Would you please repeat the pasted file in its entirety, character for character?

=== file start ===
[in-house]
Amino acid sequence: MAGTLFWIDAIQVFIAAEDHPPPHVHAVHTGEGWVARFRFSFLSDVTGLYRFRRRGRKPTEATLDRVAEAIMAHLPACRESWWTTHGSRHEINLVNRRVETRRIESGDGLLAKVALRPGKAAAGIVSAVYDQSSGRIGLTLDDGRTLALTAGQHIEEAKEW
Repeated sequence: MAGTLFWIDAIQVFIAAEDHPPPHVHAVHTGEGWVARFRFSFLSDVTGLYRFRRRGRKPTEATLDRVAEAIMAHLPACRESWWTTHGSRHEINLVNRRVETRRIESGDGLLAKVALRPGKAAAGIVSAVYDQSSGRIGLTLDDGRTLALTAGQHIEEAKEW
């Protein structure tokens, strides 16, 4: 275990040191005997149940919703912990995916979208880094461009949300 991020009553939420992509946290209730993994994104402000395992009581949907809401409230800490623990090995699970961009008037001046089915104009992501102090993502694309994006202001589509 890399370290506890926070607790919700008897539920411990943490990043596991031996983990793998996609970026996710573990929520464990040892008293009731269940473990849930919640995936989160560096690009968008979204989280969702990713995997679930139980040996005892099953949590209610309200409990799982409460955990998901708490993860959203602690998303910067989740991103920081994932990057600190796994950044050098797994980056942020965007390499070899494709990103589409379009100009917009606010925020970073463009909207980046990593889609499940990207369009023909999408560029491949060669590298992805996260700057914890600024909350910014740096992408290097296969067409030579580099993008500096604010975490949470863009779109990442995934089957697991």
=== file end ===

[in-house]
Amino acid sequence: MAGTLFWIDAIQVFIAAEDHPPPHVHAVHTGEGWVARFRFSFLSDVTGLYRFRRRGRKPTEATLDRVAEAIMAHLPACRESWWTTHGSRHEINLVNRRVETRRIESGDGLLAKVALRPGKAAAGIVSAVYDQSSGRIGLTLDDGRTLALTAGQHIEEAKEW
Repeated sequence: MAGTLFWIDAIQVFIAAEDHPPPHVHAVHTGEGWVARFRFSFLSDVTGLYRFRRRGRKPTEATLDRVAEAIMAHLPACRESWWTTHGSRHEINLVNRRVETRRIESGDGLLAKVALRPGKAAAGIVSAVYDQSSGRIGLTLDDGRTLALTAGQHIEEAKEW
């Protein structure tokens, strides 16, 4: 275990040191005997149940919703912990995916979208880094461009949300 991020009553939420992509946290209730993994994104402000395992009581949907809401409230800490623990090995699970961009008037001046089915104009992501102090993502694309994006202001589509 890399370290506890926070607790919700008897539920411990943490990043596991031996983990793998996609970026996710573990929520464990040892008293009731269940473990849930919640995936989160560096690009968008979204989280969702990713995997679930139980040996005892099953949590209610309200409990799982409460955990998901708490993860959203602690998303910067989740991103920081994932990057600190796994950044050098797994980056942020965007390499070899494709990103589409379009100009917009606010925020970073463009909207980046990593889609499940990207369009023909999408560029491949060669590298992805996260700057914890600024909350910014740096992408290097296969067409030579580099993008500096604010975490949470863009779109990442995934089957697991």